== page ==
Same with national security---the U.S. has gone overboard and become paranoid and crazed.

Or the strange government over-reach into areas like women's health care, or debates over the teaching of religion based versions of evolution---you don't see that in most developed civilized countries.
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Old 06-11-2013, 05:08 AM
 
Location: 'greater' Buffalo, NY
2,834 posts, read 1,906,645 times
Reputation: 3647
Quote:
Originally Posted by sponger42 View Post
I agree that Americans are more obsessive than many other nationalities. People tend to try very hard to conform to stereotypes or typical behaviors that are "expected" of their particular social group. For example: Men have to either be chauvinist, anti-PC, macho, conservative sports-watchers, or effeminate, self-aware, liberal metrosexuals. There is no middle ground allowed. I can't paint my face for the game, swill Budweiser, char some burgers AND be environmentally aware. Or if I am, I have to find some macho excuse for composting or sorting my recyclables, otherwise it confuses people and each side will insist that I'm the opposite of them thanks to a single non-shared trait or belief.

Even "nonconformist" people seem to have a template they feel they MUST follow; wearing certain clothes, going to certain types of events, and always bringing up how different they are, at every opportunity, in any conversation.

There may be a significant number of people who are "accidental nonconformists", but they exist, they are a mostly silent presence.

I think this is a major drawback of American society. People are so busy chasing stereotypes and maintaining an image that they switch off their critical thinking skills (if they had any in the first place) and simply go along with the most nonsensical B.S. because their favorite talk show host, comedian, political figure, sports hero, etc. set out a stereotype for them to conform to, and told them how to think.
[Not-so]-accidental nonconformist speaking. All-too-silent on a daily basis, probably, but I think my subconscious has its reasons to remain mostly silent. Like the underlying drive to survive....

I like this post and will rep it. Now I am starting to see your motivation for building the home you alluded to (in a post I was not so fond of) outside the borders of the US (not that I couldn't understand that motivation for anyone, but I mean to say that you have herein hinted at the forces which may have motivated your "escape")
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Old 06-12-2013, 10:35 AM
 
Location: Bike to Surf!
3,080 posts, read 9,697,509 times
Reputation: 2977
Quote:
Originally Posted by Matt Marcinkiewicz View Post
I like this post and will rep it. Now I am starting to see your motivation for building the home you alluded to (in a post I was not so fond of) outside the borders of the US (not that I couldn't understand that motivation for anyone, but I mean to say that you have herein hinted at the forces which may have motivated your "escape")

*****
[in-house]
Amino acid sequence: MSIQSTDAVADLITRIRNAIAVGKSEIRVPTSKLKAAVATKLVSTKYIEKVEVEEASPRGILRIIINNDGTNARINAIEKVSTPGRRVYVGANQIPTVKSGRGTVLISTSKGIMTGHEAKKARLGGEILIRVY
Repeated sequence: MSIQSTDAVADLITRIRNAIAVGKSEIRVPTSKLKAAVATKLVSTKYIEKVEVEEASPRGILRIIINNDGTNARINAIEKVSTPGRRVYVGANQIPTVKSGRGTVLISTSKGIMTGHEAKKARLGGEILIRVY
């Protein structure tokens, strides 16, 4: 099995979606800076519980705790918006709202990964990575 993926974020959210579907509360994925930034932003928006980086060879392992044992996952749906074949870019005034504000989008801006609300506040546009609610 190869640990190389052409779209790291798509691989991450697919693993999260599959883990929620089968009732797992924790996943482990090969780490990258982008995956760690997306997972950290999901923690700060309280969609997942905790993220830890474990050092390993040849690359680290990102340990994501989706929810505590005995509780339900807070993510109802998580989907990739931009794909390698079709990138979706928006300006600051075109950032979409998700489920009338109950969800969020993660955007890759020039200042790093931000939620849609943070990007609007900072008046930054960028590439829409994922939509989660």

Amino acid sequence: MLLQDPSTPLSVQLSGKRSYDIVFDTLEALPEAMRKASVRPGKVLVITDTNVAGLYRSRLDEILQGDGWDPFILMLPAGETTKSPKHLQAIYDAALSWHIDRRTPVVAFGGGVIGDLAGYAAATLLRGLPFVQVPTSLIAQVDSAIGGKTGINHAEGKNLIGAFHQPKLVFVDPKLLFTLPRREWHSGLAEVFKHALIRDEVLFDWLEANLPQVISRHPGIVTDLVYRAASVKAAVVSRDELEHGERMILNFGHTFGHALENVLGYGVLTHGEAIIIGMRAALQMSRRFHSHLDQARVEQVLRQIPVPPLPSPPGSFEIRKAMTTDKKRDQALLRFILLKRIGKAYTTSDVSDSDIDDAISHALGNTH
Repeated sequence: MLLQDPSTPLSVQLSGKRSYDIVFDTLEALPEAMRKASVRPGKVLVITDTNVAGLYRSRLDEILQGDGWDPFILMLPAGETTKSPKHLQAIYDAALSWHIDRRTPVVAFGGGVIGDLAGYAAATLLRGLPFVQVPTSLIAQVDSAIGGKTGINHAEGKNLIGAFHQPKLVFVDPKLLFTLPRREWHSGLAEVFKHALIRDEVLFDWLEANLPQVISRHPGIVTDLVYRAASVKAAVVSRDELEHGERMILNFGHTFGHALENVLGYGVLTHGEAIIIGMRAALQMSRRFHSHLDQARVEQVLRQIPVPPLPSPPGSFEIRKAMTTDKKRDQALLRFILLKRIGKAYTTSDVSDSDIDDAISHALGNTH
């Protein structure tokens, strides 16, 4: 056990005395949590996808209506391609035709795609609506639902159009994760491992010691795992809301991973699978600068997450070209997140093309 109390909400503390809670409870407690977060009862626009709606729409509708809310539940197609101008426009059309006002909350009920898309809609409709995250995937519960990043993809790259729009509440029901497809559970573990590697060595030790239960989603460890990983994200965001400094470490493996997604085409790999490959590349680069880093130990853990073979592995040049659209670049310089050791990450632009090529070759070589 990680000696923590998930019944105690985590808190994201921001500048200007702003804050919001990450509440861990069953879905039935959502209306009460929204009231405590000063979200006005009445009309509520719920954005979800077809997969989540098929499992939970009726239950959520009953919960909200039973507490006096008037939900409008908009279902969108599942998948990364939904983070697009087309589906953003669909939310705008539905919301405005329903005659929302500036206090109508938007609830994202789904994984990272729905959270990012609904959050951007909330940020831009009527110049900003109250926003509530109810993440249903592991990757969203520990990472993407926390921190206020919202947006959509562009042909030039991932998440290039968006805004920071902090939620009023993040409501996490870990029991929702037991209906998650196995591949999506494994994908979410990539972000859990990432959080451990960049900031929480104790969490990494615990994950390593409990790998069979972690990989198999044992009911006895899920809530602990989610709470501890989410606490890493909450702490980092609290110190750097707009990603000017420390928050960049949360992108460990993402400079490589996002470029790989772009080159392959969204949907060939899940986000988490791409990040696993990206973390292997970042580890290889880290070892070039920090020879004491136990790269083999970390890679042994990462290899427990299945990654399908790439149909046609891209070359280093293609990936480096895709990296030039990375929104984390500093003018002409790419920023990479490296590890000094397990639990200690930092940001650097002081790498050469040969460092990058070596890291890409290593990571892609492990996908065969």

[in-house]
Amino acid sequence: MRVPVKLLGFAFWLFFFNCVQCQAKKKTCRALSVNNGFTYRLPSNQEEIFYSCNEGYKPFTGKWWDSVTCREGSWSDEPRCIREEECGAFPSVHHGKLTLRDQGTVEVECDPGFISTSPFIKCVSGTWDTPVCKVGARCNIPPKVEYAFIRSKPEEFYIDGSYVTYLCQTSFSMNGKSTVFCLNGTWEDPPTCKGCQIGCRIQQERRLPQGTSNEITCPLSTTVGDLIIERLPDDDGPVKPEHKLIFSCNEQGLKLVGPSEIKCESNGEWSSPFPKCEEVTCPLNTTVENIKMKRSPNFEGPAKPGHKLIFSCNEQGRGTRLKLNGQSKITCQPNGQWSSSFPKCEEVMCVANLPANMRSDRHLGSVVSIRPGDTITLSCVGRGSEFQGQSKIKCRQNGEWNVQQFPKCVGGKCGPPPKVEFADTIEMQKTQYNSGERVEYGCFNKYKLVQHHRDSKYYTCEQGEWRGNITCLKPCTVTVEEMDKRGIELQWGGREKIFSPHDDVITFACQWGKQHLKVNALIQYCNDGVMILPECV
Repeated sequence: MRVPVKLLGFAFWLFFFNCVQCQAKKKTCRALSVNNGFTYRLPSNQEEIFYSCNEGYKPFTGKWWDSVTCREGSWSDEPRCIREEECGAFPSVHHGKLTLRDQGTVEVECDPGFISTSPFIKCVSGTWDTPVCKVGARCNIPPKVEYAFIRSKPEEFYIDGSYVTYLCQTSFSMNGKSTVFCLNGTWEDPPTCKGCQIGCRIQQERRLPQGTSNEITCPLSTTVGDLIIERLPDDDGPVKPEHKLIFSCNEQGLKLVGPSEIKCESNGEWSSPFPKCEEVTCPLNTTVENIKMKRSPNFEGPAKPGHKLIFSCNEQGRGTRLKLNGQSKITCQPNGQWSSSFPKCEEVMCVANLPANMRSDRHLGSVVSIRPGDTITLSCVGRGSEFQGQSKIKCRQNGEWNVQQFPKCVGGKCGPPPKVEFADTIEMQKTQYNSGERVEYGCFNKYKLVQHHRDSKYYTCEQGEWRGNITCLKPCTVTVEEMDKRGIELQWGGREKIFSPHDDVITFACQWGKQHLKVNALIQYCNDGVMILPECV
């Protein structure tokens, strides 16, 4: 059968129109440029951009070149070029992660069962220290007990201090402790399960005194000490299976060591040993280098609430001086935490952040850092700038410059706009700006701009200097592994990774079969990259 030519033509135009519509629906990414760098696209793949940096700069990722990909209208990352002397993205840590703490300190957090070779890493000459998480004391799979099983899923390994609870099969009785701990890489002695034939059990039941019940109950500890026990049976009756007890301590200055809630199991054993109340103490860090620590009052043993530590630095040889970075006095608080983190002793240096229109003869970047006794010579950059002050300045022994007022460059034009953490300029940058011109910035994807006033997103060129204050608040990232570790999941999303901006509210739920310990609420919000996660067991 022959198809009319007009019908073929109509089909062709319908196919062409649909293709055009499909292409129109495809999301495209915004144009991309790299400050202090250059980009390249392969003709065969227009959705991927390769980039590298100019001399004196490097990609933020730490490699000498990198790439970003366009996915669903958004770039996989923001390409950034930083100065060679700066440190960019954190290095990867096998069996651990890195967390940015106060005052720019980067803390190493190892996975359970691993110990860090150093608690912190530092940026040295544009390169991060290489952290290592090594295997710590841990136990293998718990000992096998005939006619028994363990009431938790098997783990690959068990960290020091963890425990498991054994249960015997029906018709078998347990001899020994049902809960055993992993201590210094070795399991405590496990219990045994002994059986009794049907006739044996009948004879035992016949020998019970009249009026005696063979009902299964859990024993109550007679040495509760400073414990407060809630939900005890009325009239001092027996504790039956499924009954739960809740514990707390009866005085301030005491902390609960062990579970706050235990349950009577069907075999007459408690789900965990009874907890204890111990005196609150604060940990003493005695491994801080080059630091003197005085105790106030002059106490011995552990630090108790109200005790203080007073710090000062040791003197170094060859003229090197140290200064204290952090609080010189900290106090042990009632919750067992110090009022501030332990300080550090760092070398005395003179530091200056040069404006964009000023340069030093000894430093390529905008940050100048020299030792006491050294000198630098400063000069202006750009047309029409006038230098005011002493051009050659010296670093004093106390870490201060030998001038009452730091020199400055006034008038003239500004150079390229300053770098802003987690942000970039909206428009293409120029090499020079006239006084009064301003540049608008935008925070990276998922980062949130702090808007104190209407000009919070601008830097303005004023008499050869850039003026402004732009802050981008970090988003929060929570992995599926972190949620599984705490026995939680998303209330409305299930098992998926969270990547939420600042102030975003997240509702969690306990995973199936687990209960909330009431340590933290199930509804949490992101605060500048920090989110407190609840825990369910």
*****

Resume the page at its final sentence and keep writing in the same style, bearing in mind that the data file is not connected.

Well, you're off the mark there. I'm not looking to leave the USA because I don't like the culture. It has it's positives and negatives, and I'm not under the illusion that the other country has the perfect culture. The society is more social and cohesive, but there are annoying things about that as well.

My motivations for a potential future move are more for reasons of economics and enjoyment, rather than escaping some societal problem. I'm fine with US culture, even if there are things I don't like about it.
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Old 06-13-2013, 05:02 AM
 
Location: SGV, CA
818 posts, read 1,483,381 times
Reputation: 1242
Quote:
Originally Posted by blacktothefuture View Post
I have noticed that compared to other nations Americans are the most obsessive/bipolar/passionate people around (this is not nesasarily bad). For example when American children are choosing a university to attend they frequently visit different states and narrow their choice down using a wide range of criteria. As opposed to this in Australia students rarely travel out of their own state, most choose to commute as opposed to dorming and a majority do not even think about where they will attend until it is time to apply (which is determined by the aggergate score of the applicants best 3.5 subjects taken in the last two years of secondary schooling).

I get the feeling that Americans feel thing more passionately than other nations, why is this and is it good or bad ?
Generally speaking, I disagree. While I would say Americans are much more obsessive about university admissions (which is what happens when you have a plurality of the top universities in the world), in most respects I'd say we're actually less passionate about most things.

Sports - European/Latin American/African soccer fans chant their team's anthems the entire game. Americans need the cheerleaders and a PA announcer to shout 'everybody clap your hands!' just to make some noise.

Politics - America has among the lowest voter turnout rates of any wealthy democratic nation. Occupy and the Tea Party stuff look like a soccer mom playdate compared to the protests in other countries

Pop and mainstream culture in general seems to have been permeated by the grunge ethos of apathy and not trying too hard. People are supposed to act like they don't care even if they do.